A General History and Collection of Voyages and Travels — Volume 10 eBook

Robert Kerr (writer)
This eBook from the Gutenberg Project consists of approximately 762 pages of information about A General History and Collection of Voyages and Travels — Volume 10.

They next advanced to about the latitude of 49 deg. 30’ S. where they were forced to remain for five months, owing to the severity of the weather, it being now winter in these southern parts.  They here passed their time very unpleasantly, and for a long time believed the country to be uninhabited, but at length a savage came to visit them.  He was a brisk jolly fellow, very merrily disposed, and came towards them singing and dancing.  On coming to the shore of the haven in which the ships had taken refuge, he stood there for some time, throwing dust upon his head.  This being observed, some persons were sent ashore to him in a boat, and making similar signs of peace; and he came along with them on board, without any appearance of fear or hesitation.  The size and stature of this person was such as in some measure entitled him to be deemed a giant, the head of one of the ordinary-sized Spaniards only reaching to his waist, and he was proportionally large made.  His body was painted all over, having a stag’s horn delineated on each cheek, and large circles round the eyes.  The natural colour of his skin was yellow, and his hair was white.  His apparel consisted of the skin of a beast, clumsily sewed together, covering his whole body and limbs from head to foot.  The beast of which this was the skin, was as strange as the wearer, being neither mule, horse, nor camel, but partaking of all three, having the ears of a mule, the tail of a horse, and the body shaped like a camel.  The arms of this savage consisted of a stout bow, having for a string the gut or sinew of that strange beast; and the arrows were tipped with sharp stones, instead of iron heads.

The admiral made this man be presented with meat and drink, of which he readily partook, and seemed to enjoy himself very comfortably, till happening to see himself in a mirror which was given him among other toys, he was so frightened that he started back and overturned two of the men, and did not easily recover his composure.  This giant fared so well, that several others came to visit the ships, and one of them behaved with so much familiarity and good humour, that the Europeans were much pleased with him.  This person shewed them one of the beasts in the skins of which they were cloathed, from which the foregoing description must have been taken.[3] Being desirous to make prisoners of some of these giants, Magellan gave orders for this purpose to some of his crew.  Accordingly, while amusing them with toys, they put iron shackles on their legs, which at first they conceived had been fine ornaments like the rest, and seemed pleased with their jingling sound, till they found themselves hampered and betrayed.  They then fell a bellowing like bulls, and imploring the aid of Setebos in this extremity, whom they must therefore have conceived some good and compassionate being, as it is not to be conceived they would crave relief from an evil spirit.  Yet the voyagers reported strange things, of horrible forms and appearances frequently seen among these people, such as horned demons with long shaggy hair, throwing out fire before and behind:  But these seem mere dreams or fables.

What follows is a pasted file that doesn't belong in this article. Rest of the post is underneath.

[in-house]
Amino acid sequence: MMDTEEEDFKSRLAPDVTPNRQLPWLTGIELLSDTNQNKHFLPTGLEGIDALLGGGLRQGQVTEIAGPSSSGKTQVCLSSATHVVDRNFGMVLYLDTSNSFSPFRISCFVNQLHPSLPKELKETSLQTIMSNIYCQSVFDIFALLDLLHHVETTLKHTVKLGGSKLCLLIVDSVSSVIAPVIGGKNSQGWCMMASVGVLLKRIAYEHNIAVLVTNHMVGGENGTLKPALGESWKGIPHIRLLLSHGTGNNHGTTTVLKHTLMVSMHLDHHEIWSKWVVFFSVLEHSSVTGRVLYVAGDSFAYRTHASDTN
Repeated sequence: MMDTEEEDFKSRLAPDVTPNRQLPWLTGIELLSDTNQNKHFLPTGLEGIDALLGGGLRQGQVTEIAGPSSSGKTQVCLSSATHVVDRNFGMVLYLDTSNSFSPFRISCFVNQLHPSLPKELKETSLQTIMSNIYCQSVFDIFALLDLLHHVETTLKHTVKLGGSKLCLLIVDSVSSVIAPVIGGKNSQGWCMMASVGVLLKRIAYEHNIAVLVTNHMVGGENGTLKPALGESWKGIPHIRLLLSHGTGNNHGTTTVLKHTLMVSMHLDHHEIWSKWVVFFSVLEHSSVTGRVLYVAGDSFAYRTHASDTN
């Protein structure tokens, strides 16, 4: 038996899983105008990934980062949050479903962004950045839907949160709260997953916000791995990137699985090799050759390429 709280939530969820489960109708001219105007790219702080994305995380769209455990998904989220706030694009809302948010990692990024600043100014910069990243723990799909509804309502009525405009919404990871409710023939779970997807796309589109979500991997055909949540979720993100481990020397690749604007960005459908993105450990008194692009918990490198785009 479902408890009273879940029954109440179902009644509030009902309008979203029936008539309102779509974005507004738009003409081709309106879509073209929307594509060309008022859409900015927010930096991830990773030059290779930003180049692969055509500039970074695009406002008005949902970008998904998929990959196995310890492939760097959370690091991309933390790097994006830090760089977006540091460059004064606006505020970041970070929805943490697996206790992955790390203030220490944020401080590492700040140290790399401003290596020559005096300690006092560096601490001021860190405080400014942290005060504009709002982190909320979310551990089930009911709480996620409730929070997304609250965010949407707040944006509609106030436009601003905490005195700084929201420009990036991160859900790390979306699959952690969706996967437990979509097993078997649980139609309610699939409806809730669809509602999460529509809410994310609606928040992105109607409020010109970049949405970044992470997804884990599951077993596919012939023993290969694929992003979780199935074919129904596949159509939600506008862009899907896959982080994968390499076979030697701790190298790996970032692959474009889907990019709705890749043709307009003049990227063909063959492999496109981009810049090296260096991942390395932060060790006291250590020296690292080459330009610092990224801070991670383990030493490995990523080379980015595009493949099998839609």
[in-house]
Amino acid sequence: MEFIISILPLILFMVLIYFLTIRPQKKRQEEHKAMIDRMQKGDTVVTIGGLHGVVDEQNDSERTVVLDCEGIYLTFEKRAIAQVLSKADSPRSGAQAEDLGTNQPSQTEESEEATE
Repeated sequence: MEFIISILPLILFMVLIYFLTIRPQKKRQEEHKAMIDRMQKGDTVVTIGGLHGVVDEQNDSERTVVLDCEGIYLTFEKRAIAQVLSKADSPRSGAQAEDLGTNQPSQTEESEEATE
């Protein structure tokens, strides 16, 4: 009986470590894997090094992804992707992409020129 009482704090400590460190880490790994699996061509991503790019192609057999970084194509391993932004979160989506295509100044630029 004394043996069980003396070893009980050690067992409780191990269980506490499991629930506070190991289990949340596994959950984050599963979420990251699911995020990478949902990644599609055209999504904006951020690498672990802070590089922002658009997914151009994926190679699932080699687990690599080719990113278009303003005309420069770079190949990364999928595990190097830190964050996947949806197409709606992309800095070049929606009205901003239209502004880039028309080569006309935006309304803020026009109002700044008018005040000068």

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A General History and Collection of Voyages and Travels — Volume 10 from Project Gutenberg. Public domain.
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